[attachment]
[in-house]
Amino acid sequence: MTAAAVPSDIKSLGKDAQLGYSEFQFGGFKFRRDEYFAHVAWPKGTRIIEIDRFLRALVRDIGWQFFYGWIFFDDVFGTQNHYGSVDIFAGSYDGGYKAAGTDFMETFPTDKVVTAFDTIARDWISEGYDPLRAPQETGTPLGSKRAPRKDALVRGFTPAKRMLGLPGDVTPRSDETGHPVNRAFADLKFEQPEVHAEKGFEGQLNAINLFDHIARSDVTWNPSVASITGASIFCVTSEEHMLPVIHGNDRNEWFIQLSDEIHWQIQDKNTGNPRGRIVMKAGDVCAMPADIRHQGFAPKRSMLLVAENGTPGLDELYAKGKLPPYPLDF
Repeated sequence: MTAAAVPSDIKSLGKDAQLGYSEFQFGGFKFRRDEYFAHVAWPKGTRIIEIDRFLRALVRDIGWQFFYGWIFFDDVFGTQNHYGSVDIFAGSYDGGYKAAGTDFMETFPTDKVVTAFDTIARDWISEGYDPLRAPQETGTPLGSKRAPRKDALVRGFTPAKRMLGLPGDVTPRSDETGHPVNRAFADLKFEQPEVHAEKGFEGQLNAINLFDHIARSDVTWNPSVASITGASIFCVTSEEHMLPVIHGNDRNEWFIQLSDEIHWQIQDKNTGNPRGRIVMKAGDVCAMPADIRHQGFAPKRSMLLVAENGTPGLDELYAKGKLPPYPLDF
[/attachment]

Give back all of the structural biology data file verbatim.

[in-house]
Amino acid sequence: MTAAAVPSDIKSLGKDAQLGYSEFQFGGFKFRRDEYFAHVAWPKGTRIIEIDRFLRALVRDIGWQFFYGWIFFDDVFGTQNHYGSVDIFAGSYDGGYKAAGTDFMETFPTDKVVTAFDTIARDWISEGYDPLRAPQETGTPLGSKRAPRKDALVRGFTPAKRMLGLPGDVTPRSDETGHPVNRAFADLKFEQPEVHAEKGFEGQLNAINLFDHIARSDVTWNPSVASITGASIFCVTSEEHMLPVIHGNDRNEWFIQLSDEIHWQIQDKNTGNPRGRIVMKAGDVCAMPADIRHQGFAPKRSMLLVAENGTPGLDELYAKGKLPPYPLDF
Repeated sequence: MTAAAVPSDIKSLGKDAQLGYSEFQFGGFKFRRDEYFAHVAWPKGTRIIEIDRFLRALVRDIGWQFFYGWIFFDDVFGTQNHYGSVDIFAGSYDGGYKAAGTDFMETFPTDKVVTAFDTIARDWISEGYDPLRAPQETGTPLGSKRAPRKDALVRGFTPAKRMLGLPGDVTPRSDETGHPVNRAFADLKFEQPEVHAEKGFEGQLNAINLFDHIARSDVTWNPSVASITGASIFCVTSEEHMLPVIHGNDRNEWFIQLSDEIHWQIQDKNTGNPRGRIVMKAGDVCAMPADIRHQGFAPKRSMLLVAENGTPGLDELYAKGKLPPYPLDF